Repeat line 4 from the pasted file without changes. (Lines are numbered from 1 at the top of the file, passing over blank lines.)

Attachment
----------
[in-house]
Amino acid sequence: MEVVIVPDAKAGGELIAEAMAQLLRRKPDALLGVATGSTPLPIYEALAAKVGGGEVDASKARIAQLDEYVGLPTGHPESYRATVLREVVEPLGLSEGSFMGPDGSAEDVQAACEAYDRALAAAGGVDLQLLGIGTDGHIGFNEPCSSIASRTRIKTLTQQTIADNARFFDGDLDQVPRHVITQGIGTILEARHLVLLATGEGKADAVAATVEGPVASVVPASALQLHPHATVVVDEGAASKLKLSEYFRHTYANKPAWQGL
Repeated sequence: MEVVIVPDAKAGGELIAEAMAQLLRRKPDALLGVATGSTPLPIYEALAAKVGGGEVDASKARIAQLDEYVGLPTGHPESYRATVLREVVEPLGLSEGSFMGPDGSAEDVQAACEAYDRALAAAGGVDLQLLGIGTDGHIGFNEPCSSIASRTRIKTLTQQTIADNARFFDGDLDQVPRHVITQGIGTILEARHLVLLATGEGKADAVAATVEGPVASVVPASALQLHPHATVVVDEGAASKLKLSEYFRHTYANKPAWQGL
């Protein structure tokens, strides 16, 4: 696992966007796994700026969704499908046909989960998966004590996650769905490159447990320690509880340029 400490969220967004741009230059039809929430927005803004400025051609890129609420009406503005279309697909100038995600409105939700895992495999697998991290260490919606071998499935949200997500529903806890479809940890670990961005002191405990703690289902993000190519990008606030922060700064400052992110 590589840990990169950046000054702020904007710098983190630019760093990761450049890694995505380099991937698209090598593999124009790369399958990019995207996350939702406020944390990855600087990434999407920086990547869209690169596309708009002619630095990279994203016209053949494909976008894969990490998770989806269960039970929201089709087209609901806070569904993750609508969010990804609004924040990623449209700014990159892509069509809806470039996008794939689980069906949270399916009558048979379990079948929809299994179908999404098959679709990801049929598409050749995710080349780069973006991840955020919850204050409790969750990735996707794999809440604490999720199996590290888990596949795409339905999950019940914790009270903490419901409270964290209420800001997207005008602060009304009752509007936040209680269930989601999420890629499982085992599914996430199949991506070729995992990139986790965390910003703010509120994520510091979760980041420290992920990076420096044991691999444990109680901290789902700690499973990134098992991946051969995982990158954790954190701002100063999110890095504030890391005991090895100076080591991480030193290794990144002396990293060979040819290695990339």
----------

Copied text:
């Protein structure tokens, strides 16, 4: 696992966007796994700026969704499908046909989960998966004590996650769905490159447990320690509880340029 400490969220967004741009230059039809929430927005803004400025051609890129609420009406503005279309697909100038995600409105939700895992495999697998991290260490919606071998499935949200997500529903806890479809940890670990961005002191405990703690289902993000190519990008606030922060700064400052992110 590589840990990169950046000054702020904007710098983190630019760093990761450049890694995505380099991937698209090598593999124009790369399958990019995207996350939702406020944390990855600087990434999407920086990547869209690169596309708009002619630095990279994203016209053949494909976008894969990490998770989806269960039970929201089709087209609901806070569904993750609508969010990804609004924040990623449209700014990159892509069509809806470039996008794939689980069906949270399916009558048979379990079948929809299994179908999404098959679709990801049929598409050749995710080349780069973006991840955020919850204050409790969750990735996707794999809440604490999720199996590290888990596949795409339905999950019940914790009270903490419901409270964290209420800001997207005008602060009304009752509007936040209680269930989601999420890629499982085992599914996430199949991506070729995992990139986790965390910003703010509120994520510091979760980041420290992920990076420096044991691999444990109680901290789902700690499973990134098992991946051969995982990158954790954190701002100063999110890095504030890391005991090895100076080591991480030193290794990144002396990293060979040819290695990339």